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KeyBank will now take a case-by-case approach in deciding whether to collect when a student loan debtor dies, almost certainly a response to a petition that criticized the lender for not forgiving tens of thousands of dollars in loans made to a late Rutgers University student.

Christopher Bryski, then a Rutgers junior, was injured in 2004 in a recreational accident. After two years in a vegetative state, Bryski died with about $50,000 in student loan debt. His father had co-signed for those loans.

The federal government forgives all debts when students die. Most private lending agencies do the same, said Harrison Wadsworth, special counsel to the Consumer Bankers Association’s Education Funding Committee.

“The general practice is that the bank would relieve the co-signer,” Wadsworth said after the CBA conducted an informal survey of several members Thursday afternoon to learn about their policies. “I think it’s just that the banks want to do the right things in these cases and that’s why these policies are in place.”

But because Bryski’s father had co-signed the loan, KeyBank was not required to write off Christopher’s debts. For six years, it didn’t.

"Some banks take the position that you took out the loan, you co-signed for it, you’ve got to pay it back," said a KeyBank spokeswoman, Lynne Woodman. "Some banks take the position that we will always forgive the loan if a student dies and there's a co-signer. Others do it case by case."

Bryski’s father came out of retirement to meet the monthly payments while the family campaigned for KeyBank to forgive the loans. Family members also asked Congress to pass legislation requiring lenders to make clear whether they’d excuse student loans in the event of death or incapacitation. Bills are pending in both the House and Senate.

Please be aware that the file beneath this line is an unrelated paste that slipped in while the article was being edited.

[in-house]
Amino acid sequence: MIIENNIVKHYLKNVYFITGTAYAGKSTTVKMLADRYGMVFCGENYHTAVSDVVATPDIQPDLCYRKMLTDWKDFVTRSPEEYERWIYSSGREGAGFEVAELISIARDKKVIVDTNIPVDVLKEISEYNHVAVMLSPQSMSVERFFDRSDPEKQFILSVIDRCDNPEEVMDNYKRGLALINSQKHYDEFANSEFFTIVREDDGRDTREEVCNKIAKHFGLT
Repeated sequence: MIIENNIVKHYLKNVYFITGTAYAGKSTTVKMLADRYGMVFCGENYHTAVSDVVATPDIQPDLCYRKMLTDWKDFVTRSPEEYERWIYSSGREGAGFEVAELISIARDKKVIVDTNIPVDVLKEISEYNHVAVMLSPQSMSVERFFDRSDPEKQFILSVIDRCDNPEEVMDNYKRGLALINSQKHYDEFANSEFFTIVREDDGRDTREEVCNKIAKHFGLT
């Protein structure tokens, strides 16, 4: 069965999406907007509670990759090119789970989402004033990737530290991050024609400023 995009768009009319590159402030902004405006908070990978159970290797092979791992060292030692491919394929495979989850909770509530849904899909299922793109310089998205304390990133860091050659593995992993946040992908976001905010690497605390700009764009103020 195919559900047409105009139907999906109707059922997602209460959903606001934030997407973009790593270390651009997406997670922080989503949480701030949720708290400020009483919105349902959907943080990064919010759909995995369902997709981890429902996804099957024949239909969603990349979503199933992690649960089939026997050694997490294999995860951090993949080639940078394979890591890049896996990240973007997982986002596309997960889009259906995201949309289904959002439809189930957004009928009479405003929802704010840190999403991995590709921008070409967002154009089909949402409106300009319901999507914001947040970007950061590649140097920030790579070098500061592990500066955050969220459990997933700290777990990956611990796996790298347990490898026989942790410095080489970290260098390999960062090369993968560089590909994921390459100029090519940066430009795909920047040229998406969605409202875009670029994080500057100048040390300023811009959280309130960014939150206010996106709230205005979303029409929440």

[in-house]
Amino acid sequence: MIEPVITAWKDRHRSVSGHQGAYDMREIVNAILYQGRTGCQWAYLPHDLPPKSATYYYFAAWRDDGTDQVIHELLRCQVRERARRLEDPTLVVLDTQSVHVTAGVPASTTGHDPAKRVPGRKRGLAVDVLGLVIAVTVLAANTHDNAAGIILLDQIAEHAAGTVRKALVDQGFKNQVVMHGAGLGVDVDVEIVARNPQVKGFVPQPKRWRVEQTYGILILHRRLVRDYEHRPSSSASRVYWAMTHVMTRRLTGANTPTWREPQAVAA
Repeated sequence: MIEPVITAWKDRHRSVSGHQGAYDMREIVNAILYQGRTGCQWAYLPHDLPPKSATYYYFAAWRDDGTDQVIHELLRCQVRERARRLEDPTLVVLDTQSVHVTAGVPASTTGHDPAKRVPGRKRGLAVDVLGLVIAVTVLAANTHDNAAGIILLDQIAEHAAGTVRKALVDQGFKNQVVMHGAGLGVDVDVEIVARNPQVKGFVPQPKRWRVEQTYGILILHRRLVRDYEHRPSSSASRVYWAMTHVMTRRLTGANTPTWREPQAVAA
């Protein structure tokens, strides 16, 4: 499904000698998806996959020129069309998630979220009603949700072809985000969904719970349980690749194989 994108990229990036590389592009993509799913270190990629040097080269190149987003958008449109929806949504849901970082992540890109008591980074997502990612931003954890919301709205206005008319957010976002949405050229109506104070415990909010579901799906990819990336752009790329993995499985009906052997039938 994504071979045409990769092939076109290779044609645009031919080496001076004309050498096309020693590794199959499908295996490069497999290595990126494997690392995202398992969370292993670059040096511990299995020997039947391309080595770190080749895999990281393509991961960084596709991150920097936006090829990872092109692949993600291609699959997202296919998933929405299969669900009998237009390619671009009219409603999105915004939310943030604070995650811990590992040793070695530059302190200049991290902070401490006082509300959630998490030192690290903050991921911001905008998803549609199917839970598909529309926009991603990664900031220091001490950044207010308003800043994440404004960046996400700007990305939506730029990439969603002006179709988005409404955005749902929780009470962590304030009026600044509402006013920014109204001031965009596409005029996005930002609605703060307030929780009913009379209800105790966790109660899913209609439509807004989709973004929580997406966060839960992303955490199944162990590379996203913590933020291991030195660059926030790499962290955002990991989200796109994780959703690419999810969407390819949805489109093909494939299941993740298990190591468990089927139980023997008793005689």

But for years, the family's pleas to KeyBank went unanswered. It wasn't until more than 75,000 people signed the petition this month deriding KeyBank’s “ghoulish” practices that the bank eliminated the remaining debts. The family, which didn't respond to a message seeking an interview, still owed about $30,000 on Christopher’s  loans. 

Woodman declined to comment on Bryski’s case, citing privacy laws, but speaking broadly said the bank would now review cases involving deceased student loan debtors on an individual basis. Woodman wouldn’t say when that policy was instituted, nor would she say how such cases were handled in the past.

Woodman also couldn’t say exactly what “case by case” would mean in practice, though she suggested KeyBank might look at whether a deceased student is leaving a substantial estate in deciding whether to collect.

That didn’t seem to be the case with Christopher Bryski. “When Christopher died, my family didn't just lose a loved one -- we inherited debt for an education that will never be used,” writes his brother Ryan on the petition. “[E]very month we're reminded of my brother's death in the worst way every time dad puts a check in the mail to a heartless bank.”

At a time when student loans are a hot political issue and the subject of late-night comedy routines, Bryski's story resonated with visitors. This isn’t the first time the site, which allows anyone to create a petition on just about anything and circulate it worldwide, has been at the center of higher education news. Arizona State University blocked access to the site in February, saying it contained viruses. Skeptics suspected the real cause of the block might have been a petition critiquing the university’s “corporate culture.”

In a statement released by Change, Ryan Bryski expressed gratitude for the online supporters but disappointment that it took that sort of public pressure to persuade KeyBank to relent.

"My family tried for years to get KeyBank to forgive my brother Christopher's loans after he died, and for years they ignored us,” Ryan said. “Thankfully, they couldn't ignore the 75,000 people who signed our petition. It's sad that it took so much to finally get a response, but my family and I are just so grateful that it worked."

Even after the longstanding disagreement between the Bryski family and KeyBank, Woodman said the bank is sympathetic to the family’s loss.

“This is heartbreaking,” she said. “This is real tragedy that these parents have been through and a number of us are holding them in our hearts and our prayers.”

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